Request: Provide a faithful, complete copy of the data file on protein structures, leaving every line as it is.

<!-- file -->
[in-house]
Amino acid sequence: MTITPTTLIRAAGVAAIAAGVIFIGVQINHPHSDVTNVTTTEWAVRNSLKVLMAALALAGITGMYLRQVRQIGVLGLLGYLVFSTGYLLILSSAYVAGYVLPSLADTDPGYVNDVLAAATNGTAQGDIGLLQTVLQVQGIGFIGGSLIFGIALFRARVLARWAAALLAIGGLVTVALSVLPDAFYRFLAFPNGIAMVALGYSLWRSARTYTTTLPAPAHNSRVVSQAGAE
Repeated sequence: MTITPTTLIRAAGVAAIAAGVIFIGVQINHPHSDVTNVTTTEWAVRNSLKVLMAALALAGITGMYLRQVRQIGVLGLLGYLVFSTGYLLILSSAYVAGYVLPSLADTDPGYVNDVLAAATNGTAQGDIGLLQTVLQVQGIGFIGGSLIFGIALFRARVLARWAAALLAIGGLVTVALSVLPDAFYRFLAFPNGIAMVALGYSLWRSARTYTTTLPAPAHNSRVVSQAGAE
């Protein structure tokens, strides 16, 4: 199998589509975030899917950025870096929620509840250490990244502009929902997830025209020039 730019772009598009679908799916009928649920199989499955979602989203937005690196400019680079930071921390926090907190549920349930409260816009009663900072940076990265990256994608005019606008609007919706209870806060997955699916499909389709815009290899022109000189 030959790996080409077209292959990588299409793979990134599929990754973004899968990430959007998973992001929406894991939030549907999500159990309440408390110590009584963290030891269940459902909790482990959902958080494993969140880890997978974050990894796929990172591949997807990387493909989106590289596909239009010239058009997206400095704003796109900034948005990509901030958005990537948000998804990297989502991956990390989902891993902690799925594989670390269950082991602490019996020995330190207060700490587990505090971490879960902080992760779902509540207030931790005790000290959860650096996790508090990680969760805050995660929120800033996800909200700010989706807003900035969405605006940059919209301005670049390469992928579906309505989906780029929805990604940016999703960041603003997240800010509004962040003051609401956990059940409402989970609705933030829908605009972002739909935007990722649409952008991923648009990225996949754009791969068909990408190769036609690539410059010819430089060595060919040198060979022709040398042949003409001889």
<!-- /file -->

[in-house]
Amino acid sequence: MTITPTTLIRAAGVAAIAAGVIFIGVQINHPHSDVTNVTTTEWAVRNSLKVLMAALALAGITGMYLRQVRQIGVLGLLGYLVFSTGYLLILSSAYVAGYVLPSLADTDPGYVNDVLAAATNGTAQGDIGLLQTVLQVQGIGFIGGSLIFGIALFRARVLARWAAALLAIGGLVTVALSVLPDAFYRFLAFPNGIAMVALGYSLWRSARTYTTTLPAPAHNSRVVSQAGAE
Repeated sequence: MTITPTTLIRAAGVAAIAAGVIFIGVQINHPHSDVTNVTTTEWAVRNSLKVLMAALALAGITGMYLRQVRQIGVLGLLGYLVFSTGYLLILSSAYVAGYVLPSLADTDPGYVNDVLAAATNGTAQGDIGLLQTVLQVQGIGFIGGSLIFGIALFRARVLARWAAALLAIGGLVTVALSVLPDAFYRFLAFPNGIAMVALGYSLWRSARTYTTTLPAPAHNSRVVSQAGAE
């Protein structure tokens, strides 16, 4: 199998589509975030899917950025870096929620509840250490990244502009929902997830025209020039 730019772009598009679908799916009928649920199989499955979602989203937005690196400019680079930071921390926090907190549920349930409260816009009663900072940076990265990256994608005019606008609007919706209870806060997955699916499909389709815009290899022109000189 030959790996080409077209292959990588299409793979990134599929990754973004899968990430959007998973992001929406894991939030549907999500159990309440408390110590009584963290030891269940459902909790482990959902958080494993969140880890997978974050990894796929990172591949997807990387493909989106590289596909239009010239058009997206400095704003796109900034948005990509901030958005990537948000998804990297989502991956990390989902891993902690799925594989670390269950082991602490019996020995330190207060700490587990505090971490879960902080992760779902509540207030931790005790000290959860650096996790508090990680969760805050995660929120800033996800909200700010989706807003900035969405605006940059919209301005670049390469992928579906309505989906780029929805990604940016999703960041603003997240800010509004962040003051609401956990059940409402989970609705933030829908605009972002739909935007990722649409952008991923648009990225996949754009791969068909990408190769036609690539410059010819430089060595060919040198060979022709040398042949003409001889």